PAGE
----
The Masai Mara is known for being one of the best wildlife photography destinations, with so much to see, experience and photograph.
Our guides have all teamed up to share with us the most unforgettable moments that they have experienced from photographing in the Mara over the last 10 years and we’ve combined them in this exciting blog!
- Having the privilege to share this remarkable destination with our clients. We are lucky to live within Africa’s wilderness regions and to have the honour of guiding guests who for the most part might only experience a safari in Africa every few years, brings about great satisfaction. Every drive holds great suspense and anticipation for the action that the Mara is so famous for. I feel privileged and excited each time I show the Masai Mara to guests that experience this iconic destination for the first time - Isak.
- The possibility of seeing and potentially photographing the smaller predators that roam those abundant plains and thickets. You never know what smaller creatures you might find, and once in a while you get lucky with the elegant Serval or a robust and powerful Caracal. Last year we saw a Serval with 3 kittens and previously we had a very accommodating Caracal with a nearly weaned kitten – Andre.
- Cheetahs are always a joy to watch. Cheetahs with cubs can be even better. In addition, observing the anticipating Cheetah behaviour and watching at a distance the procedure of a successful hunt. The way it unfolds from the walk and stalk to a full blown chase and the drama of a kill. My very first kill in the wild was had in the Maasai Mara. A cheetah mother caught a completely unaware Thompsons Gazelle by surprise, her 3 cubs followed her as she leapt onto the Gazelle, mimicking her every move step by step - Ruth.
- The build up of excitement leading towards your very first sighting of wildebeest crossing the great Mara River (often called “the greatest show on earth”). Watching swathes of migrating Wildebeest following in motion the distant storms, only to stop and turn around to follow an even closer formation of brewing clouds that will ultimately bring upon rain and fresh grazing, adding drama to the vast open plains of the Mara. The build up to an afternoon thunderstorm, as well as the calm after the storm – this is always the best time to be in the bush.
- Watching a lioness relocate her newly born cubs across an open grassland to a new den site. Very few places on the continent hold such a strong population of the lion, a once very abundant predators. On our 2016 Exclusive Safari to the MASAI Mara we saw 47 different individuals in one week – Kyle.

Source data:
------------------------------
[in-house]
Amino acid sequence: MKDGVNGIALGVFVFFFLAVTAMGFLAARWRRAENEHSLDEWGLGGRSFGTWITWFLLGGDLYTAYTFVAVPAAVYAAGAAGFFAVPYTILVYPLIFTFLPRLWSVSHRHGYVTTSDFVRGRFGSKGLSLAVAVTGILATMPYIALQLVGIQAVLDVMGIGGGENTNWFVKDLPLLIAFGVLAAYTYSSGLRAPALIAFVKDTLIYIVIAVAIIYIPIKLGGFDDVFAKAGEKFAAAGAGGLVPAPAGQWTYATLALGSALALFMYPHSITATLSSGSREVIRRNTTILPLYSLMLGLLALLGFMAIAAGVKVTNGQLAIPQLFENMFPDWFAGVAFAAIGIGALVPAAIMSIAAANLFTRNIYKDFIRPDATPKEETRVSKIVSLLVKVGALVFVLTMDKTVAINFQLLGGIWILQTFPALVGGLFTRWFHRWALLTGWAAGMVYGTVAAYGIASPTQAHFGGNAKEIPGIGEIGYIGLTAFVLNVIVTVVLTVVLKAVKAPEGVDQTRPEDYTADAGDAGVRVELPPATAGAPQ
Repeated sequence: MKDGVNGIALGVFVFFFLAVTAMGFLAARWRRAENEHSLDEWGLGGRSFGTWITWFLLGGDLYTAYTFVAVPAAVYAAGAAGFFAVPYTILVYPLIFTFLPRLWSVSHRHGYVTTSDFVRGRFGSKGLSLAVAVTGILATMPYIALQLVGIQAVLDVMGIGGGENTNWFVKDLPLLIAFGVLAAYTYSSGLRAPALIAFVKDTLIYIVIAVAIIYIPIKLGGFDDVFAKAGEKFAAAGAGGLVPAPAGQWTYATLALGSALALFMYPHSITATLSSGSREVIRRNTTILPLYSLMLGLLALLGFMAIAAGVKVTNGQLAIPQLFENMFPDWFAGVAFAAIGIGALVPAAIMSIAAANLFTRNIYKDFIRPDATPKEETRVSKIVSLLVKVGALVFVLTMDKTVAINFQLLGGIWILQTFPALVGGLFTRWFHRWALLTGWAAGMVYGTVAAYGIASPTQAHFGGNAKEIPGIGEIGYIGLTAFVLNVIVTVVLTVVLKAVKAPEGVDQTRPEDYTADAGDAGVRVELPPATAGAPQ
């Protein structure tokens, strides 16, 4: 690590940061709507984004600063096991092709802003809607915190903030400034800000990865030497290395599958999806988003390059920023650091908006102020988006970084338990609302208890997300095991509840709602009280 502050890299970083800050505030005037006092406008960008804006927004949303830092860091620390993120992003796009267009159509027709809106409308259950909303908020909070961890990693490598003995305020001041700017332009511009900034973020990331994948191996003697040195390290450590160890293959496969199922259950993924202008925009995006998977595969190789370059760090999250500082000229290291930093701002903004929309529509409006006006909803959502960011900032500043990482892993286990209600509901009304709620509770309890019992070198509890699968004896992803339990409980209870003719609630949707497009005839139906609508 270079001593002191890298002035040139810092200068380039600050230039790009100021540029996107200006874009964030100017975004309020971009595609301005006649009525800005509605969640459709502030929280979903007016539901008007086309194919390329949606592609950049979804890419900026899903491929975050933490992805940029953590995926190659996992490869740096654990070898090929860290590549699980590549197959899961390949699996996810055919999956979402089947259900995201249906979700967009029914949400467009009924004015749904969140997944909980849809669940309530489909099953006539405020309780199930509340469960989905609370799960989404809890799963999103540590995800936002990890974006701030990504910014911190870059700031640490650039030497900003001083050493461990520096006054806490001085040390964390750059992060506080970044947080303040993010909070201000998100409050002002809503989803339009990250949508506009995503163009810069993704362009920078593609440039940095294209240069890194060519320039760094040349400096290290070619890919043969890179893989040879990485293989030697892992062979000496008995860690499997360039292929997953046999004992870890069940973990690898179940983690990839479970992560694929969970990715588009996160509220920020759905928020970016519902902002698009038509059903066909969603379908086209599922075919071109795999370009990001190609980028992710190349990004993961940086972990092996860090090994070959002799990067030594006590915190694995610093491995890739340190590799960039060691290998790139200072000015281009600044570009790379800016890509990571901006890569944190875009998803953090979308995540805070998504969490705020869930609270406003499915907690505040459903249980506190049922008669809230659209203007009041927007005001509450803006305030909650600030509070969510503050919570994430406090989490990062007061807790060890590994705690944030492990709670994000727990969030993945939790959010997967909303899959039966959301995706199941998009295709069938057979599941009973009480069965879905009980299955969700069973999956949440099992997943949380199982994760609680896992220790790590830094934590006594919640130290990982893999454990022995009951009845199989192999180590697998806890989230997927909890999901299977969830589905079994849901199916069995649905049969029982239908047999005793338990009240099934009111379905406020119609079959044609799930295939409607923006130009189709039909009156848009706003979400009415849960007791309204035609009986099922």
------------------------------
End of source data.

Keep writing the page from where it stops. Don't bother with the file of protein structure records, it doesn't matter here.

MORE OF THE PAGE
- The Masai people. Not only do they hold the title of being the most recognized tribe in the world, but they are some of the friendliest and most hospitable too. Their great humor, stunning brightly coloured attire, pride for their culture and love for their land have quickly turned our guides into both friends and good photographers. On departing the Mara, the Maasai of Entim Camp put on a traditional performance. The echoing hums and bellows of their deep voices vibrate through your body, adding to the some what spiritually awakening experience you have just experienced in your week in the Maasai Mara - Ruth.
- An abundance of wildlife. Even if you look beyond the 1.5 million wildebeest and hundreds of thousands of zebra, the shear number of general game and predators that you can see in the Masai Mara is incomprehensible. Moreover, a great opportunity to sit quietly and observe the hippos at the hippo pool and photograph the incredible beasts at such close quarters.
- The vast open grasslands covered in Red Grass. The rich volcanic soils hold this incredibly nutritious grass that ultimately supports one of the largest mammalian migrations on earth. Not forgetting the mighty Sand River which is the boarder between Kenya and Tanzania. The river banks are bordered with ancient riverine trees which teem with birdlife.The stunning landscape of the Masai Mara which is like none other. You can see for miles in any direction of the soft rolling grass-covered hills, dotted with a few shepherd’s trees.
- The exciting photography with so much action, drama and animal behaviour, it’s the most exciting photography you will ever do on a photo safari. we had the opportunity to spend many game drives with Loraine, a resident leopard and her cub. Over a number of days, we witness the mother and cub resting, playing, hunting and killing. A rare and unique sighting for the Mara - Ruth.
- Tusker beer. Kenya’s local Tusker beer have become synonymous with safari, and nothing quenches your thirst better when you arrive back at camp after a game drive.
Tips provided by: Andre Cloete, Isak Pretorius, Kyle De Nobrega and Ruth Nussbaum.
Photo by: Isak Pretorius
Photo by: Ruth Nussbaum
Photo by: Shem Compion
Photo by: Kyle De Nobrega
Photo by: Shem Compion